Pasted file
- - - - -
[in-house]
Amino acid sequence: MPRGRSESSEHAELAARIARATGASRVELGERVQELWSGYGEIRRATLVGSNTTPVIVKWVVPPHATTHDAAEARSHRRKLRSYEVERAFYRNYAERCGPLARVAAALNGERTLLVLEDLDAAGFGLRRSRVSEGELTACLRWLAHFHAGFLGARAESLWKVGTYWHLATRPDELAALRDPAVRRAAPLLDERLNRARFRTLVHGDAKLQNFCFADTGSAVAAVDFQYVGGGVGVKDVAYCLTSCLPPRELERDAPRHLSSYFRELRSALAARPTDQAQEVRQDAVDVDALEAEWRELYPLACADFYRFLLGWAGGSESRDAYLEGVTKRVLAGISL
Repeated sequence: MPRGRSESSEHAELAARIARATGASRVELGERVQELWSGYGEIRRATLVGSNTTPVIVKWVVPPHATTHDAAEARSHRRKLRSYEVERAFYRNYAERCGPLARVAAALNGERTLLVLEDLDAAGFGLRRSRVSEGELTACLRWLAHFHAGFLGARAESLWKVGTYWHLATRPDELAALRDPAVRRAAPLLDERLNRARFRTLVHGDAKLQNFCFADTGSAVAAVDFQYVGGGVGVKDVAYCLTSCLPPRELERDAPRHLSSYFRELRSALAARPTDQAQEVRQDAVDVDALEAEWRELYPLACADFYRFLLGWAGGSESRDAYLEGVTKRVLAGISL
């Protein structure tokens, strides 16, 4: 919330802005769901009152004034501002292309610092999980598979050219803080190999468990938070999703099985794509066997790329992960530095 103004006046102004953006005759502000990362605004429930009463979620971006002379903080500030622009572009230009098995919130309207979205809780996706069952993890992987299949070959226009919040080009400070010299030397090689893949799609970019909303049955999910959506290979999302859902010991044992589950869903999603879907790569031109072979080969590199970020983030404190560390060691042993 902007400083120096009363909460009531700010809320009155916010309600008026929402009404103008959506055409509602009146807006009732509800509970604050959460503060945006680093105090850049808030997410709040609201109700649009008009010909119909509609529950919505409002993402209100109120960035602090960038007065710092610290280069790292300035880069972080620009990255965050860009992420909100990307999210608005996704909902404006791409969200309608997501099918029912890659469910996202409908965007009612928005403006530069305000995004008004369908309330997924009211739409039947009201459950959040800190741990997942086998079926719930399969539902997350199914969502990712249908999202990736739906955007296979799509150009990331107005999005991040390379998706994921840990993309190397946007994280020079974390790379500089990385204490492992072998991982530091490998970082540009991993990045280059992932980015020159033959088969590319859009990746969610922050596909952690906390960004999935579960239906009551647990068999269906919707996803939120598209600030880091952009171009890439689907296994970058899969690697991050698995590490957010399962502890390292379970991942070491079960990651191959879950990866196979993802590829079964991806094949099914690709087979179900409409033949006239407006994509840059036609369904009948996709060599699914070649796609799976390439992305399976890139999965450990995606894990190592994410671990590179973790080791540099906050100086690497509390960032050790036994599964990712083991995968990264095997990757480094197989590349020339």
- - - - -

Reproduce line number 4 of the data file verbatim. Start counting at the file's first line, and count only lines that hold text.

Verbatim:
């Protein structure tokens, strides 16, 4: 919330802005769901009152004034501002292309610092999980598979050219803080190999468990938070999703099985794509066997790329992960530095 103004006046102004953006005759502000990362605004429930009463979620971006002379903080500030622009572009230009098995919130309207979205809780996706069952993890992987299949070959226009919040080009400070010299030397090689893949799609970019909303049955999910959506290979999302859902010991044992589950869903999603879907790569031109072979080969590199970020983030404190560390060691042993 902007400083120096009363909460009531700010809320009155916010309600008026929402009404103008959506055409509602009146807006009732509800509970604050959460503060945006680093105090850049808030997410709040609201109700649009008009010909119909509609529950919505409002993402209100109120960035602090960038007065710092610290280069790292300035880069972080620009990255965050860009992420909100990307999210608005996704909902404006791409969200309608997501099918029912890659469910996202409908965007009612928005403006530069305000995004008004369908309330997924009211739409039947009201459950959040800190741990997942086998079926719930399969539902997350199914969502990712249908999202990736739906955007296979799509150009990331107005999005991040390379998706994921840990993309190397946007994280020079974390790379500089990385204490492992072998991982530091490998970082540009991993990045280059992932980015020159033959088969590319859009990746969610922050596909952690906390960004999935579960239906009551647990068999269906919707996803939120598209600030880091952009171009890439689907296994970058899969690697991050698995590490957010399962502890390292379970991942070491079960990651191959879950990866196979993802590829079964991806094949099914690709087979179900409409033949006239407006994509840059036609369904009948996709060599699914070649796609799976390439992305399976890139999965450990995606894990190592994410671990590179973790080791540099906050100086690497509390960032050790036994599964990712083991995968990264095997990757480094197989590349020339």